Any of the professional security guard companies in Texas want you to be safe – and there are a lot of ways to accomplish that. Your security guards will do everything they can to protect your people and property against criminals and intruders, but they cannot guard against every accident. Everyone, whether they’re a security guard or a civilian, should know some basic first aid so that they can respond effectively to medical situations.
These are some of the tips we teach our guards, and they’re useful for everyone else to know as well!
Important First Aid Safety Tips
1 – Always have a first-aid kit prepared
First aid becomes far more difficult without the right supplies. At the least, your first-aid kit should have:
- Adhesive bandages
- Wrap bandages
- Gauze pads
- Hand sanitizer
- Antibiotic ointments
- Burn ointments
- Pain pills
- EpiPen (epinephrine auto-injector), if possible
Also, don’t forget to periodically check the items inside. Most medicines have expiration dates, plus you want to make sure that the sterile items – like the gauze – haven’t been accidentally contaminated.
2 – Apply pressure to bleeding wounds
For a non-serious bleeding wound, such as a puncture, applying pressure is the best thing to do. This will reduce the blood flow. Use a sanitary gauze pad or other sterilized item. For better effect, put some antibiotic cream on the pad so that it will protect against infection.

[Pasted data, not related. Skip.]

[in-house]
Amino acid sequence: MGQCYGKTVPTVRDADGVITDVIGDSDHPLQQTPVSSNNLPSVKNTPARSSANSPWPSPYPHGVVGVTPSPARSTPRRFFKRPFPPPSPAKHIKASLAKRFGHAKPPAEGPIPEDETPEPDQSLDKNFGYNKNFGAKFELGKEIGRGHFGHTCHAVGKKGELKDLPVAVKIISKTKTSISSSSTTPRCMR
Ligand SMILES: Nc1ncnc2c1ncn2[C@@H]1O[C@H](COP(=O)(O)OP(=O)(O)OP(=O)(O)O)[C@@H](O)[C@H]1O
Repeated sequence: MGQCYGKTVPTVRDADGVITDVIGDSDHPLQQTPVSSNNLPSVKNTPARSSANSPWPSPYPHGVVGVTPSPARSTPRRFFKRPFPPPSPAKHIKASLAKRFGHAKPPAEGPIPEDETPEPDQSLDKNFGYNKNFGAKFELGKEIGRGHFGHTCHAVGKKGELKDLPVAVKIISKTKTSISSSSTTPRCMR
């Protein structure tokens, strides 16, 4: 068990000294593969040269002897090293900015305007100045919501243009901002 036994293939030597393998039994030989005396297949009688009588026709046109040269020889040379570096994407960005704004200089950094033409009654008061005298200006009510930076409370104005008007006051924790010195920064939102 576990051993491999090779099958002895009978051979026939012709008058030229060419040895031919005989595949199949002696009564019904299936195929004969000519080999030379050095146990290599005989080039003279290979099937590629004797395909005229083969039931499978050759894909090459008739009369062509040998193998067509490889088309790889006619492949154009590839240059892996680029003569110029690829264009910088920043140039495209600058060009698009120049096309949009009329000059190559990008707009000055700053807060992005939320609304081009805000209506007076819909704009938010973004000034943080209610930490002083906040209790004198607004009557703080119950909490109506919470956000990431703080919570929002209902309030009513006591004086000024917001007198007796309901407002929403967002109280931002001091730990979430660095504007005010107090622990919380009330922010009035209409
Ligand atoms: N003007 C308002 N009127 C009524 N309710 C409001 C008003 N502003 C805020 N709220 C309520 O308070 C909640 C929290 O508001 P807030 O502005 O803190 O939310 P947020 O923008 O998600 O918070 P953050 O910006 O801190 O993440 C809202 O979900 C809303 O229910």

3 – For muscle sprains, remember RICE
Most minor muscle injuries will heal themselves, but to speed up the process, just remember RICE: Rest, Ice, Compression, and Elevation.
Keep off the affected muscle as much as possible. Use ice (within an ice pack or wrapped in a towel) for 20 out of every 40 minutes to reduce swelling. Add compression – like an “Ace” wrap bandage – to further reduce swelling. Keep the body part elevated, if possible, to minimize blood flow.
4 – If stung by an insect, look for stingers
Some insects, such as many types of bees, will leave their stingers behind when they attack someone. These stingers need to be removed! Otherwise, besides causing additional pain, they will become an infection risk. Use tweezers but do not squeeze the wound – that can actually push the stinger further in.
Monitor the patient carefully for signs of an allergic reaction. Insect bite/sting allergies can be extremely serious. If they start complaining of difficulty breathing, or a swollen throat or tongue, call 911 immediately. And get an EpiPen ready if you have one.